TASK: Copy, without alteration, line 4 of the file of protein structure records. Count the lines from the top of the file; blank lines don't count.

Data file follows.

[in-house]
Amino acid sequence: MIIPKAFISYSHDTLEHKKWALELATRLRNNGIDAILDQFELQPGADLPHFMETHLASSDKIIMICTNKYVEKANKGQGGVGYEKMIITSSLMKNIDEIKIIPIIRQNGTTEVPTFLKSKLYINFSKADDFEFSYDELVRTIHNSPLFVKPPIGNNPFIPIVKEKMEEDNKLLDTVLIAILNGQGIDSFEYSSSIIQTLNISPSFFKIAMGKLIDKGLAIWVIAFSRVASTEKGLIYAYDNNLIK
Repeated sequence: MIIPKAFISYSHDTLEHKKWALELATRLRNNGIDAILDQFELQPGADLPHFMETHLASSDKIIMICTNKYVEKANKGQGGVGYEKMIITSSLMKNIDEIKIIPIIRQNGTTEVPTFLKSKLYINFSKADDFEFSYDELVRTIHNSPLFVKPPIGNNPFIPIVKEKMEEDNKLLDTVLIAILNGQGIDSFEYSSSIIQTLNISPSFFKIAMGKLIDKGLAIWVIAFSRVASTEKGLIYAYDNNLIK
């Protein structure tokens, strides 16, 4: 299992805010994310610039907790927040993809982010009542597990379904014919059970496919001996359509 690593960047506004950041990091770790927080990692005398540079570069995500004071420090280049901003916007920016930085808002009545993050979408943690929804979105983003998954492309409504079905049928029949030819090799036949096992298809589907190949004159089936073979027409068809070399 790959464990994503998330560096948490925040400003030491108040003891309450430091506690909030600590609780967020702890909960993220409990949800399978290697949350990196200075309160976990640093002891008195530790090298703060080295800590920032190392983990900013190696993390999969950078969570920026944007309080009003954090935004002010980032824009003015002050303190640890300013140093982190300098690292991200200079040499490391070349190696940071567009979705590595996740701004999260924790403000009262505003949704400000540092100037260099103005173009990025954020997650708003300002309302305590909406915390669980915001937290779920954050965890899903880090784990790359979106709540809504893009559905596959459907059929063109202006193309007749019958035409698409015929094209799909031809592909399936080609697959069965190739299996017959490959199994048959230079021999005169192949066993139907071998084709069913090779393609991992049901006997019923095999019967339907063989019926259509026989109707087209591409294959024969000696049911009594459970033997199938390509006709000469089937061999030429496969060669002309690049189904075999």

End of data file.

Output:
């Protein structure tokens, strides 16, 4: 299992805010994310610039907790927040993809982010009542597990379904014919059970496919001996359509 690593960047506004950041990091770790927080990692005398540079570069995500004071420090280049901003916007920016930085808002009545993050979408943690929804979105983003998954492309409504079905049928029949030819090799036949096992298809589907190949004159089936073979027409068809070399 790959464990994503998330560096948490925040400003030491108040003891309450430091506690909030600590609780967020702890909960993220409990949800399978290697949350990196200075309160976990640093002891008195530790090298703060080295800590920032190392983990900013190696993390999969950078969570920026944007309080009003954090935004002010980032824009003015002050303190640890300013140093982190300098690292991200200079040499490391070349190696940071567009979705590595996740701004999260924790403000009262505003949704400000540092100037260099103005173009990025954020997650708003300002309302305590909406915390669980915001937290779920954050965890899903880090784990790359979106709540809504893009559905596959459907059929063109202006193309007749019958035409698409015929094209799909031809592909399936080609697959069965190739299996017959490959199994048959230079021999005169192949066993139907071998084709069913090779393609991992049901006997019923095999019967339907063989019926259509026989109707087209591409294959024969000696049911009594459970033997199938390509006709000469089937061999030429496969060669002309690049189904075999």